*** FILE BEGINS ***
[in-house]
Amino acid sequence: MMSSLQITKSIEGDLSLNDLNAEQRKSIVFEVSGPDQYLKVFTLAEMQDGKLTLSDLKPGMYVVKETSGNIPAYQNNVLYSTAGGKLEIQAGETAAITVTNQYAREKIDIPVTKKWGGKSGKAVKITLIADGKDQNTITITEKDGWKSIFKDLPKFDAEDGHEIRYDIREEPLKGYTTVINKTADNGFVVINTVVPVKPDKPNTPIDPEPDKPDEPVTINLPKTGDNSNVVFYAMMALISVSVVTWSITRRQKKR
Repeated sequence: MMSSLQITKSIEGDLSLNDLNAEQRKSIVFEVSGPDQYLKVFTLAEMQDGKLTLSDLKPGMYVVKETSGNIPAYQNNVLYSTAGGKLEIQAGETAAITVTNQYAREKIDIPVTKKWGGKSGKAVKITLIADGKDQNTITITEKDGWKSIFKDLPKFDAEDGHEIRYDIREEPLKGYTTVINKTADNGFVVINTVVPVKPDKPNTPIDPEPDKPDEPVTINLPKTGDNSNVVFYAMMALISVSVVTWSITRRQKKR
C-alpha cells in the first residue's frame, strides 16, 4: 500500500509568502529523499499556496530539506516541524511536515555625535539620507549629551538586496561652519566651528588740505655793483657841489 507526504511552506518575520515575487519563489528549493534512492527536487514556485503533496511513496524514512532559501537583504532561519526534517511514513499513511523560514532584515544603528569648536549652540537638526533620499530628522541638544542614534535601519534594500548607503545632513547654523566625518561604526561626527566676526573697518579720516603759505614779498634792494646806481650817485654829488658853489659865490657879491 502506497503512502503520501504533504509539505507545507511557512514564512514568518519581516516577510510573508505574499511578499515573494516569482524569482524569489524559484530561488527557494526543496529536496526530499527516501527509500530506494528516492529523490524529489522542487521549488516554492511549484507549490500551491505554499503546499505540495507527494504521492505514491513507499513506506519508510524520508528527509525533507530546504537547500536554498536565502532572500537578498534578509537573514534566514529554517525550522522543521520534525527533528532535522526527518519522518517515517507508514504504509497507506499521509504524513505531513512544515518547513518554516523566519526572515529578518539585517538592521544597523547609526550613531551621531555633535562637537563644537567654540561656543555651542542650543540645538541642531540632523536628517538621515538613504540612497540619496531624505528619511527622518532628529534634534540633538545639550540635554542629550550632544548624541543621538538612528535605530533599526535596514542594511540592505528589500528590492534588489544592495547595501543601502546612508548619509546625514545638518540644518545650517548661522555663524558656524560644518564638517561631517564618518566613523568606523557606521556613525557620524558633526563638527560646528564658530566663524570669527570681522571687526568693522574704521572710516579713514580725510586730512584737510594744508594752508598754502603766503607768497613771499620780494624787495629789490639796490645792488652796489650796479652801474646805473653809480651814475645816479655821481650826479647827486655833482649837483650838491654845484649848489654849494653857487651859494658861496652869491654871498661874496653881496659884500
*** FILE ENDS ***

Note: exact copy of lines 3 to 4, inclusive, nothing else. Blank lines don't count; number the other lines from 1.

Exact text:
Repeated sequence: MMSSLQITKSIEGDLSLNDLNAEQRKSIVFEVSGPDQYLKVFTLAEMQDGKLTLSDLKPGMYVVKETSGNIPAYQNNVLYSTAGGKLEIQAGETAAITVTNQYAREKIDIPVTKKWGGKSGKAVKITLIADGKDQNTITITEKDGWKSIFKDLPKFDAEDGHEIRYDIREEPLKGYTTVINKTADNGFVVINTVVPVKPDKPNTPIDPEPDKPDEPVTINLPKTGDNSNVVFYAMMALISVSVVTWSITRRQKKR
C-alpha cells in the first residue's frame, strides 16, 4: 500500500509568502529523499499556496530539506516541524511536515555625535539620507549629551538586496561652519566651528588740505655793483657841489 507526504511552506518575520515575487519563489528549493534512492527536487514556485503533496511513496524514512532559501537583504532561519526534517511514513499513511523560514532584515544603528569648536549652540537638526533620499530628522541638544542614534535601519534594500548607503545632513547654523566625518561604526561626527566676526573697518579720516603759505614779498634792494646806481650817485654829488658853489659865490657879491 502506497503512502503520501504533504509539505507545507511557512514564512514568518519581516516577510510573508505574499511578499515573494516569482524569482524569489524559484530561488527557494526543496529536496526530499527516501527509500530506494528516492529523490524529489522542487521549488516554492511549484507549490500551491505554499503546499505540495507527494504521492505514491513507499513506506519508510524520508528527509525533507530546504537547500536554498536565502532572500537578498534578509537573514534566514529554517525550522522543521520534525527533528532535522526527518519522518517515517507508514504504509497507506499521509504524513505531513512544515518547513518554516523566519526572515529578518539585517538592521544597523547609526550613531551621531555633535562637537563644537567654540561656543555651542542650543540645538541642531540632523536628517538621515538613504540612497540619496531624505528619511527622518532628529534634534540633538545639550540635554542629550550632544548624541543621538538612528535605530533599526535596514542594511540592505528589500528590492534588489544592495547595501543601502546612508548619509546625514545638518540644518545650517548661522555663524558656524560644518564638517561631517564618518566613523568606523557606521556613525557620524558633526563638527560646528564658530566663524570669527570681522571687526568693522574704521572710516579713514580725510586730512584737510594744508594752508598754502603766503607768497613771499620780494624787495629789490639796490645792488652796489650796479652801474646805473653809480651814475645816479655821481650826479647827486655833482649837483650838491654845484649848489654849494653857487651859494658861496652869491654871498661874496653881496659884500